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Pho Stock

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I saw a good price on oxtails and some beef soup bones and thought I'd make a stock for another round of Pho experimentation. I wonder, though: do people generally pre-roast the meat/bones for this purpose? Something makes me think that for Pho (as opposed to, say, onion soup), a cleaner flavor might be preferable...

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  1. I've never tried making pho broth myself, though I'd love to -- but I believe I read somewhere that they often blanch the bones initially.

    I'm trying to think back to the best of the pho I've had... and I can't say any of the broths tasted "roasty" somehow.

    I'm interested either way!

    1 Reply
    1. re: Whats_For_Dinner

      The lady serving pho from her house boat (or street stall) probably does not roast her bones and tendon, for the basic reason that she does not have an oven.

      1. re: ChristinaMason

        A follow-up: I'm trying this very recipe now. Smells great, so far. Thanks to Whats For Dinner and others for suggesting the initial parboiling of the bones. You get a lot of scum out of the way that way. Good for appearances...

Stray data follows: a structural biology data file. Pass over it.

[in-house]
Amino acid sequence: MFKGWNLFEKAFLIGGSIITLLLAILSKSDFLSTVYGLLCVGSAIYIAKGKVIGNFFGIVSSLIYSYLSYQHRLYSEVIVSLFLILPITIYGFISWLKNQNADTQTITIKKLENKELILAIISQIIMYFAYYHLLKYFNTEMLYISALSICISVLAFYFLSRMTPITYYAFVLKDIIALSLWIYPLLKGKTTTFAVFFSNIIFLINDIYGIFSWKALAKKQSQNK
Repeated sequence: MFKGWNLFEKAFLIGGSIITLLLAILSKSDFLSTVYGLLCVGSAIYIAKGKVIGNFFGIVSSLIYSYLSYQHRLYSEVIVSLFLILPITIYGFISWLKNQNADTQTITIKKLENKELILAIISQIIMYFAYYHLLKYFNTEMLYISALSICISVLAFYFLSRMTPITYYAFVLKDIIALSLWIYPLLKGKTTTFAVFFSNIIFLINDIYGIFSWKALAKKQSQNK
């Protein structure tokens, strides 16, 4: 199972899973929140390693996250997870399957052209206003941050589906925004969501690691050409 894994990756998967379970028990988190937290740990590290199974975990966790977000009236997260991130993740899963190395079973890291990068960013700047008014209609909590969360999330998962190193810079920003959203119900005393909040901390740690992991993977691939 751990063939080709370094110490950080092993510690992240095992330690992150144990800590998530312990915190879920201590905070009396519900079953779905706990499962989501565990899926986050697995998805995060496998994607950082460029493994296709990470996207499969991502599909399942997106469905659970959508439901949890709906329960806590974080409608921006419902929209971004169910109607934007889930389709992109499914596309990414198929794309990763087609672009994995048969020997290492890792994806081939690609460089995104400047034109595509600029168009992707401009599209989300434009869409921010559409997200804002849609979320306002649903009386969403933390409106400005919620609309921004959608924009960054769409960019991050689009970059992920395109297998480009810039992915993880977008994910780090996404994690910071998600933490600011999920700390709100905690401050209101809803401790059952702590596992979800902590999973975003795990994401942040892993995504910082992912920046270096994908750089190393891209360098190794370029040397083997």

1. re: ChristinaMason

          This is the recipe I would recommend. I've tried a few others, but the Steamy Kitchen recipe turned out the best - most flavor and restaurant-like. The chicken pho recipe is nice too.

        2. No pre-roasting.

          Just par-boil the oxtails to remove some of the scum.

          Then you're good to go.

          Enjoy.

          1 Reply
          1. re: ipsedixit

            The only thing that gets "roasted" is the onion and sometimes ginger that goes into the stock.

          2. i always thought that vegetable broth was faux stock.

            1. This will be my first attempt at making Pho. Do you think it would be okay to make the broth/stock, a couple of days ahead?